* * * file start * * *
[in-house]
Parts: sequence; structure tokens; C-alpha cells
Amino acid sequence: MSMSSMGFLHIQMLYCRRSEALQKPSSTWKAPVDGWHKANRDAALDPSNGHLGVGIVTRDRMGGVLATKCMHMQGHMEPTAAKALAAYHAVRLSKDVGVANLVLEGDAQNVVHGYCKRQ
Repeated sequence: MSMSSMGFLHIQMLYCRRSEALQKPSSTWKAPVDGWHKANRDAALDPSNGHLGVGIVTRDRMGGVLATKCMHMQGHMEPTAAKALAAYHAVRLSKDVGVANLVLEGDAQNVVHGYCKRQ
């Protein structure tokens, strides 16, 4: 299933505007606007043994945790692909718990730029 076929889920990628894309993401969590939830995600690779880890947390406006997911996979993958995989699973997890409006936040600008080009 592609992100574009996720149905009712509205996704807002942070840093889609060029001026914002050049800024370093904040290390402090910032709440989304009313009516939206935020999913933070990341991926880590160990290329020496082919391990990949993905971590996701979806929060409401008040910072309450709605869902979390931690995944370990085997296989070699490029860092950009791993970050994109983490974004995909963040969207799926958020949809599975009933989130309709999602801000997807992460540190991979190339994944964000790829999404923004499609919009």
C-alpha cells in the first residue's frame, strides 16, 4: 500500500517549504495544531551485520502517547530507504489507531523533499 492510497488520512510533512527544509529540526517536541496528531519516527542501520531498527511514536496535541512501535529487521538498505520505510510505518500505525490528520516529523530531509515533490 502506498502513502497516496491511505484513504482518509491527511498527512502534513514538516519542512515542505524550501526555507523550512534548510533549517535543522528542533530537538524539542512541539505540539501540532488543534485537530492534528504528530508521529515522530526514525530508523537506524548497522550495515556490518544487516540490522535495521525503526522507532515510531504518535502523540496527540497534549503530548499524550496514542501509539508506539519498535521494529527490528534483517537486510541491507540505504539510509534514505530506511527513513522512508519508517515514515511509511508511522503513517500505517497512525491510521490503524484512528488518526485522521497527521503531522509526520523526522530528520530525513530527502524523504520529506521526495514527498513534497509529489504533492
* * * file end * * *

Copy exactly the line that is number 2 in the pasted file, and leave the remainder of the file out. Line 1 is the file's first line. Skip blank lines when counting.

Parts: sequence; structure tokens; C-alpha cells